The recently retired chief at the Town Hall had been put in charge of securing a fully-fledged university when he was made previously cabinet member for education, and despite his best efforts progress had stalled by the time he had moved into the top job.
But the creation of the Cambridgeshire and Peterborough Combined Authority - led by a new metro mayor - accelerated the project once again, with Mr Holdich leading negotiations for Peterborough to get a university included in the devolution agreement with the Government.
Recalling the long fight, Mr Holdich told the Peterborough Telegraph: “When Marco (Cereste) took over as leader he was going through all the roles, and all the roles I thought I was good at went to someone else.
“Then he said ‘right Holdich, you know how to open doors. You are going to do education and you are going to build us a university’.
“It started alright. Marco employed without telling me a lady who I found out had baggage with Anglia Ruskin University and I refused to work with her. Then I found out he was paying her, so I said ‘alright, I better use her’.
“To be perfectly frank she was brilliant with me because it’s a different world and she knew it. We were told to set up, because it was government policy, a multi-university.
“I had Middlesex involved, I had Cranfield involved, I had Anglia Ruskin involved and we were going to build something, then the Government changed its mind. You had to have 1,000 students before you can get anywhere.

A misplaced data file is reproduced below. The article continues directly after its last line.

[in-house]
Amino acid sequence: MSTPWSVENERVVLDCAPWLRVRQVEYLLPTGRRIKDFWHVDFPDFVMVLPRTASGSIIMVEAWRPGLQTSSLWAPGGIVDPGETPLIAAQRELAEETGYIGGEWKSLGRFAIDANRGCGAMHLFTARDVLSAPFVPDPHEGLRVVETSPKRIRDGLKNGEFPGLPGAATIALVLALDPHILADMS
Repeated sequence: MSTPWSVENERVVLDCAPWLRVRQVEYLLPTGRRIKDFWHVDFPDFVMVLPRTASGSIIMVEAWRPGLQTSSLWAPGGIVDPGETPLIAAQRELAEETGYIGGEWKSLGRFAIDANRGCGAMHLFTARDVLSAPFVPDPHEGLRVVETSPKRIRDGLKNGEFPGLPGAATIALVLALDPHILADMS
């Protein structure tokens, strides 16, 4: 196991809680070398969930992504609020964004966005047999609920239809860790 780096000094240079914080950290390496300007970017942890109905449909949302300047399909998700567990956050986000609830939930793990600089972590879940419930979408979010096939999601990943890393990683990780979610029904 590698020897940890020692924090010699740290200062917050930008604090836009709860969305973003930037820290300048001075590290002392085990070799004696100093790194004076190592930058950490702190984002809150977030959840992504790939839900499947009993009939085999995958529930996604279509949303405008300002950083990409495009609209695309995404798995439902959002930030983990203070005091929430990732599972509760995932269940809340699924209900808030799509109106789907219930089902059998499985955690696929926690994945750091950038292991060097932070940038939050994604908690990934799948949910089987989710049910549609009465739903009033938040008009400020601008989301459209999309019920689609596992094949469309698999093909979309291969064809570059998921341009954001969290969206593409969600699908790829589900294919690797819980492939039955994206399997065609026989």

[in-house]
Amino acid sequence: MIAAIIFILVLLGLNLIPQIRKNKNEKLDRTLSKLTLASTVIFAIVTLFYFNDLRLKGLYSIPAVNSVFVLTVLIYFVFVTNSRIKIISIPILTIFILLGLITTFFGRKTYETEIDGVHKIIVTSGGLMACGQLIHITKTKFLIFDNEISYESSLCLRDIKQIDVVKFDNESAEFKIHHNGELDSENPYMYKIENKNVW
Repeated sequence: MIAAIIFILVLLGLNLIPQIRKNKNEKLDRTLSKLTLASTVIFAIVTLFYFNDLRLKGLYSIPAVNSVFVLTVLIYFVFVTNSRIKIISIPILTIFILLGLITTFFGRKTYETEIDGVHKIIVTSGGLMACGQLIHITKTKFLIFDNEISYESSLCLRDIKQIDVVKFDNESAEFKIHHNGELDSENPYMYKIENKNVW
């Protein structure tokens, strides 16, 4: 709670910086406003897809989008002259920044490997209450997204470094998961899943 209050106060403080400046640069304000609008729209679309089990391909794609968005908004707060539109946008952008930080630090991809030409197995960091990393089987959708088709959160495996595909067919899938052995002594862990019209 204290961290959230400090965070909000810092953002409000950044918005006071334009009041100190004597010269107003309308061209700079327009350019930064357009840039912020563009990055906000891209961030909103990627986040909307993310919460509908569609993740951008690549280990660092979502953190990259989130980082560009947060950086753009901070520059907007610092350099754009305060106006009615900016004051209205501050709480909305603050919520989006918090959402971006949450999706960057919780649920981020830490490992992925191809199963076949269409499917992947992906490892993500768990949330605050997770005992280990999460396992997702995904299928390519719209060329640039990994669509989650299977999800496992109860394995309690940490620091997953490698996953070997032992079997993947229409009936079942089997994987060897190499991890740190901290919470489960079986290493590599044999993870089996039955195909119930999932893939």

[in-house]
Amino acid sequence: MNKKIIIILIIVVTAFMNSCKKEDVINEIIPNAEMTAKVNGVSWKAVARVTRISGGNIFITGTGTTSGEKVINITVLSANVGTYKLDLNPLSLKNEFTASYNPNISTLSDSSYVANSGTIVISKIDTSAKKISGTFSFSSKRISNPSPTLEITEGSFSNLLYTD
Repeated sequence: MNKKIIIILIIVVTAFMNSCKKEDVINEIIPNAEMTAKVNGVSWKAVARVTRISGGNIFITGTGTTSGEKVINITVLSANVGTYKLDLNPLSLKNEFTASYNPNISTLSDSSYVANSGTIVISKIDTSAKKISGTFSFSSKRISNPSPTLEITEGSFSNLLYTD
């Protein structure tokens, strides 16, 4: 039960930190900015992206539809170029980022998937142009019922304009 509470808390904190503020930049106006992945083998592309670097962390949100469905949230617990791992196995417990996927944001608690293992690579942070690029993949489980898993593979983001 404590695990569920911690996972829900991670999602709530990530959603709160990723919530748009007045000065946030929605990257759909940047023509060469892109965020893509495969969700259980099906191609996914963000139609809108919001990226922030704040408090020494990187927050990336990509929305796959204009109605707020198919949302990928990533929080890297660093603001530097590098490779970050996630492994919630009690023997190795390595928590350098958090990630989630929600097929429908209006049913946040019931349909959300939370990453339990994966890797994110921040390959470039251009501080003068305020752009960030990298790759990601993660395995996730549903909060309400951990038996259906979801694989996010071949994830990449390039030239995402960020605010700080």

“I had Cranfield set up at the city college.
“Later on I was part of the negotiation team (with the Government) for the combined authority and it came down to me and the guy from Cambridge and I was supporting him to get more money for Cambridge for housing and I said ‘you’ve got to support me to get the university’.
“We got £100 million for Norfolk, Suffolk, Peterborough and Cambridgeshire for affordable housing. So when we all fell out (Suffolk and Norfolk never joined the combined authority), we went for the lot and got the £100 million, but we wanted more. It went to £125 million then £150 million and £170 million and the civil servant said to the lord (running the negotiations), ‘you can’t make decisions like that,’ and he said ‘I just have done’.
“He turned to me and said ‘your university is in there, but there ain’t any money for it. But I’ll tell you where to get it from’.
“It was out of date where we could get the money, but at least it was in there so the combined authority had to produce it.”
ARU Peterborough, run by Anglia Ruskin, is due to open next year, and Mr Holdich said: “It’s got to be the future of Peterborough - we’ve got to re-skill our own workforce and bring in talent from other places.”
The former leader was sceptical when offered the education role, but was persuaded by council chief executive Gillian Beasley to take it up.
However, despite millions spent on improving the infrastructure to accommodate rising pupil numbers, results remained stubbornly low.
“I modernised, built or extended all our schools,” Mr Holdich said. “I know I got quite a bit of blame the attainment rates never matched it, but I didn’t teach and we weren’t in control of the schools. But I was quite proud of the fact that schools had all the educational facilities in them that the kids could learn.
“I brought in this firm and they did a survey into (why the results were low) and came back with exactly the same answers that we got. We’ve got a lot of deprived areas in Peterborough where the support is not good and the ambition is not good.
“Academies seem to be the best thing since sliced bread but our schools are doing better than them.
“It takes a long time to change attitudes and alter ambition, but the university will do that.”